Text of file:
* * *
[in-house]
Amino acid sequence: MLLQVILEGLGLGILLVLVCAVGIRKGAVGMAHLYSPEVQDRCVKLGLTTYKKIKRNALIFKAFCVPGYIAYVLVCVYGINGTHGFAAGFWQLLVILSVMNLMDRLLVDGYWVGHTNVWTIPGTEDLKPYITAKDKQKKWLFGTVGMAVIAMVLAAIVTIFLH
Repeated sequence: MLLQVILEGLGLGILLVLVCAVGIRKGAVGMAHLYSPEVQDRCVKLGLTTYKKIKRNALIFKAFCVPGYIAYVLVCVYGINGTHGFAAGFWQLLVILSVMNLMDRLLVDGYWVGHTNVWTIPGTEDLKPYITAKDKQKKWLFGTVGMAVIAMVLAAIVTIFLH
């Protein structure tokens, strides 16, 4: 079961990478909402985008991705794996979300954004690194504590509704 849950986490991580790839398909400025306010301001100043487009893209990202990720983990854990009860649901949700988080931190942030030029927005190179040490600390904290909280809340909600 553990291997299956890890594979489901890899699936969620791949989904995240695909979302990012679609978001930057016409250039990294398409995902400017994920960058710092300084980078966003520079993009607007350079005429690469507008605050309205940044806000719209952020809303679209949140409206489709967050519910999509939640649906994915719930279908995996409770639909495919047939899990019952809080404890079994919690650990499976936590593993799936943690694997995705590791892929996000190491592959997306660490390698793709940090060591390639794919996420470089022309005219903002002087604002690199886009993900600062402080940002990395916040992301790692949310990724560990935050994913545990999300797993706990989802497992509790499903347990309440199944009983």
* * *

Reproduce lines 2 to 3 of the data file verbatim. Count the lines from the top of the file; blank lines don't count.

Amino acid sequence: MLLQVILEGLGLGILLVLVCAVGIRKGAVGMAHLYSPEVQDRCVKLGLTTYKKIKRNALIFKAFCVPGYIAYVLVCVYGINGTHGFAAGFWQLLVILSVMNLMDRLLVDGYWVGHTNVWTIPGTEDLKPYITAKDKQKKWLFGTVGMAVIAMVLAAIVTIFLH
Repeated sequence: MLLQVILEGLGLGILLVLVCAVGIRKGAVGMAHLYSPEVQDRCVKLGLTTYKKIKRNALIFKAFCVPGYIAYVLVCVYGINGTHGFAAGFWQLLVILSVMNLMDRLLVDGYWVGHTNVWTIPGTEDLKPYITAKDKQKKWLFGTVGMAVIAMVLAAIVTIFLH